It’s funny. Before I got cancer, I would have thought, “how sad.”  But now, I know exactly what she means.  It’s a simple fact of life.  There’s no time to waste — let’s get living!  I forget that sometimes, and get wallowed in the sadness and the anger (which is many times worse when I am tired or in pain, and this week has been awful in that respect).  But I don’t want to live that way.  I don’t want to be remembered that way.  I want to leave more behind than words of sadness.  And more importantly — I want to live my life differently, helping others, as opposed to bringing anybody down with sad words.  I’m not fishing for comments here.  I’m okay.  But I am determined to work through my own list today (my kids are off blueberry picking) and stop the sadness that comes with being so tired.  The fatigue is normal — they call it radiation fatigue for a reason — and I will gain more energy in the weeks and months after I finish treatment.  For now, I’ll do what I can and call it good.

There’s no time to waste — let’s get living!


Burned, through and through

June 14, 2010

18 radiation treatments down, 17 to go.

I’ve committed to treating this part of treatment as no big deal, just part of my morning routine, but the truth is, it makes me tired. big time. I can still get out and about once a day, if I rest, but I am so tired afterwards.

My chest is turning red as well, slowly, so slowly, as if I were out in the sun on a summer day at the beach — but then I keep going back and doing it again! Every. Day.

I want to show you a picture of what it looks like inside the treatment room, and on my chest, but I’m sure I’d run into decency laws along the way, so I won’t. if you’re curious, though, here’s how it is for me.

Radiation treatments are always carefully planned and targeted so that the tumor is attacked but the lungs and heart are, mostly, spared. (You do have to watch that, though — a woman I volunteer with through the American Cancer Society’s Cancer Action Network told me yesterday about the damage to her heart she sustained during radiation, called pericarditis, that will trouble her forever.). Although some women have spot radiation, the area, in my case, is large. How large? Hmmm.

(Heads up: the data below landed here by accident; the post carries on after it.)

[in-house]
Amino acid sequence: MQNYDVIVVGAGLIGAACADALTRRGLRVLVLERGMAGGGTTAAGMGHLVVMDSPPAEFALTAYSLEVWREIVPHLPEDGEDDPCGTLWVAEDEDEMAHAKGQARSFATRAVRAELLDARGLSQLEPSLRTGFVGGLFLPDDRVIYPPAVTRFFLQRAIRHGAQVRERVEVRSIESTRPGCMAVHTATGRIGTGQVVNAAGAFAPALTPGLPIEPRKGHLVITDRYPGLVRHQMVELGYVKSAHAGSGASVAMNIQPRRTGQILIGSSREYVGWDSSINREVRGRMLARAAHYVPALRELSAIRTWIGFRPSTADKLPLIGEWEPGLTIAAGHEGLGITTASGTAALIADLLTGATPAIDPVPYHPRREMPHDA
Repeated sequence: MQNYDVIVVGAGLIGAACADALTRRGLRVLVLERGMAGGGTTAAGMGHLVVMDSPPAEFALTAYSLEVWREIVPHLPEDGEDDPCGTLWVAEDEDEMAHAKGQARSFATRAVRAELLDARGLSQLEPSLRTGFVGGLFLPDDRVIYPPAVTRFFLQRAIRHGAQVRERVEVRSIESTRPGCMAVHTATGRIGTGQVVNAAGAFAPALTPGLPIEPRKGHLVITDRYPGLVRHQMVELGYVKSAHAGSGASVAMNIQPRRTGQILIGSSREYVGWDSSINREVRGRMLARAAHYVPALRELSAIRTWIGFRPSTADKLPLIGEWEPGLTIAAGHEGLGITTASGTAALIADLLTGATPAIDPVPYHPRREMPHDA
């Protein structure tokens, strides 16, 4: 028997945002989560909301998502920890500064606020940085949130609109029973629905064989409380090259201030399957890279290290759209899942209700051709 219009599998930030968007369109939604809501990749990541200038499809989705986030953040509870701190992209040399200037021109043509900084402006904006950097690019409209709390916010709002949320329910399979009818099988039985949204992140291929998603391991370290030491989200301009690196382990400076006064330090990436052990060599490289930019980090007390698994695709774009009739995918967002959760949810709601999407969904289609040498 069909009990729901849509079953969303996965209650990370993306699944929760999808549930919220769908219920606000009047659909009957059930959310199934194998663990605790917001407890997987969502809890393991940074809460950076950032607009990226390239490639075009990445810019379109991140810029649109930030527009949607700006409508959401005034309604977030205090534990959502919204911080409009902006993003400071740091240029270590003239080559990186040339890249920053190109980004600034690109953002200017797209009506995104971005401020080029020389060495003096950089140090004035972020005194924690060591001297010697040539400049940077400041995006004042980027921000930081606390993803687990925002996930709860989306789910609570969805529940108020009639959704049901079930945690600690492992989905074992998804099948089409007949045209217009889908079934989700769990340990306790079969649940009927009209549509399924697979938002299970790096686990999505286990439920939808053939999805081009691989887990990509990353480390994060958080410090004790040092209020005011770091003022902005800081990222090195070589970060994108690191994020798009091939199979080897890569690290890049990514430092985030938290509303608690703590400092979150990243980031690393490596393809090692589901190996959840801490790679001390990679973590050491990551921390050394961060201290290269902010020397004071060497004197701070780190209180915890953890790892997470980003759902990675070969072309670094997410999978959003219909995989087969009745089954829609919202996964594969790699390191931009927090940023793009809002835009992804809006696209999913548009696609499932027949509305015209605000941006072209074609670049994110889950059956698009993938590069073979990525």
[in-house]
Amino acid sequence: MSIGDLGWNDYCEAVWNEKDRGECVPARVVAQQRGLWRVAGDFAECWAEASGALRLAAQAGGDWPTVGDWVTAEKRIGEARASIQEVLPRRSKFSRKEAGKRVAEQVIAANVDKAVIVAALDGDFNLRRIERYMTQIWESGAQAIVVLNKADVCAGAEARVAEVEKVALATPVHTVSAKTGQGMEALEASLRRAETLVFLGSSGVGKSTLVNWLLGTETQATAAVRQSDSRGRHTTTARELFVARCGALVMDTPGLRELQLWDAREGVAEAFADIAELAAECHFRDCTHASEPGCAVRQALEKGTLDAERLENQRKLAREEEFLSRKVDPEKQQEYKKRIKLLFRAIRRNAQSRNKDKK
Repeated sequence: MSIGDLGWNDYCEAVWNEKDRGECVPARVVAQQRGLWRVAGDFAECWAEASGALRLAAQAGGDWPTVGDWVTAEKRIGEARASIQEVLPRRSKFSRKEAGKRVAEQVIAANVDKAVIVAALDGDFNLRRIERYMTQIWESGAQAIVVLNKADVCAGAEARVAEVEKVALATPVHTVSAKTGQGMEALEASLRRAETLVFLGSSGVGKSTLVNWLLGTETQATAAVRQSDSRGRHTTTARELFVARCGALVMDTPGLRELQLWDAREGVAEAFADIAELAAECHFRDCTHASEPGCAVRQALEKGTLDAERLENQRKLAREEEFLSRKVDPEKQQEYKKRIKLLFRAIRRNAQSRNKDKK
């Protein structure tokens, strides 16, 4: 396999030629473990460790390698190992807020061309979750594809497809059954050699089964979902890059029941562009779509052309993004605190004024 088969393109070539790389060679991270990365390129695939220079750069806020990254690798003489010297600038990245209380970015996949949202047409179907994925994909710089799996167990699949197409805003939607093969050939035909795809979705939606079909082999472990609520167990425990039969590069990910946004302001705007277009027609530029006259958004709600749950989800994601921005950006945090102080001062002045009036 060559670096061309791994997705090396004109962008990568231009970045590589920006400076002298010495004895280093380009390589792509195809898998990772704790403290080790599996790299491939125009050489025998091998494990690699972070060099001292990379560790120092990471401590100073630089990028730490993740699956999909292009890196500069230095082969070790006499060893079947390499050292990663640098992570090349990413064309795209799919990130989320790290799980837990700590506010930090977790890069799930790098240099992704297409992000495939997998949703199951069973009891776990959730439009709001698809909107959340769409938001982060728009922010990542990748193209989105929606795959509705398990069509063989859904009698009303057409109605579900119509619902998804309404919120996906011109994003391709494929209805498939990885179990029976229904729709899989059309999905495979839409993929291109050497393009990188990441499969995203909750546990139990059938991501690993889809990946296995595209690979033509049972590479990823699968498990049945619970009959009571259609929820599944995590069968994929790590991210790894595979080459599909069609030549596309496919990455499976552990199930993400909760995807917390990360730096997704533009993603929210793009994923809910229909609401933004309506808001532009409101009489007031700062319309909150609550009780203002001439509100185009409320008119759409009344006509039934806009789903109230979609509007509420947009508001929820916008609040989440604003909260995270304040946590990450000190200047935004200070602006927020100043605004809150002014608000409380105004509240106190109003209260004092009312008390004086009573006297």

Imagine yourself standing in front of a full-length mirror. Yes, naked. Sorry about that. Put your finger on the little bone in the middle of your chest, between your ribs and under your sternum. Yep, the zyphoid process. (Don’t say I never taught you anything!). Move your hand one inch to the left. Now, take a tape measure and stretch it from this spot in the center of your chest under your breasts if you have ’em, and stretch it around under your arm and to the back. Nine inches. Make a little mark here. Sure, with Sharpie. The radiation techs dot me with Sharpie every day, so it’s probably not a carcinogen.

Then go back to that funny little bone called the ziphoid process and stretch the measuring tape up towards the neck seven inches. You probably don’t want to mark this one with a Sharpie, as it would show like mine do above the neckline of my tops.

That’s the area I get radiated each day. 9 inches by seven inches, front and center, under the armpit, and around the back.

It burns clear through.

I know this, now, because my back is red and blistering, burned as badly as my front. I was surprised by this, as it didn’t happen last time, until my radiation oncologist said, “Well, Susan, the radiation is 6 to 10 million volts.”

Oh.

So my front and back are somewhat red, with blisters on the back, and deep red crinkly skin under my armpits, which are thoroughly blasted from four different angles.

It’s not that bad, but it is something.

Any questions?


Radiation fatigue

June 10, 2010

Radiation fatigue has set in.

I know I haven’t written a lot about radiation this time around, but hey, if you ever want to know what it’s like, it’s all here.  25 posts, from start to finish, and into survivorship.

This time around, I’m coping completely differently — by not writing about it, but by finishing projects (an article in Space Policy! grantwriting! planning museum mornings with the children and Moms Club! the book!) and by trying to move beyond it.  There’s a lot going on, to be sure, and there’s an upcoming appointment for a second opinion at Sloan Kettering Cancer Center after all (HOORAY!), but I’m just trying not to focus on it.

So there.

It’s worked well to date, but as radiation fatigue set in after treatment on Monday, I’m also slowing down quite a bit.  My bed is getting used to me again, and I’ve reacquainted myself with the hammock.  Don’t know what I’ll do about the book and all, but the trees are lovely to look at this time of year, and the children have a brand new gravel pit to play construction in (SO cool — thanks, Grandpa!).

I did talk to Lynette Summerhill, who I met at BlogHer last year, about lymphedema and lymphedema therapy with Bretta Fabian for an EmpowHER article that came out today — and I’m starting to think about where I can write for breast cancer awareness month in October.  It would be nice to place a piece on the signs and symptoms of inflammatory breast cancer, wouldn’t it?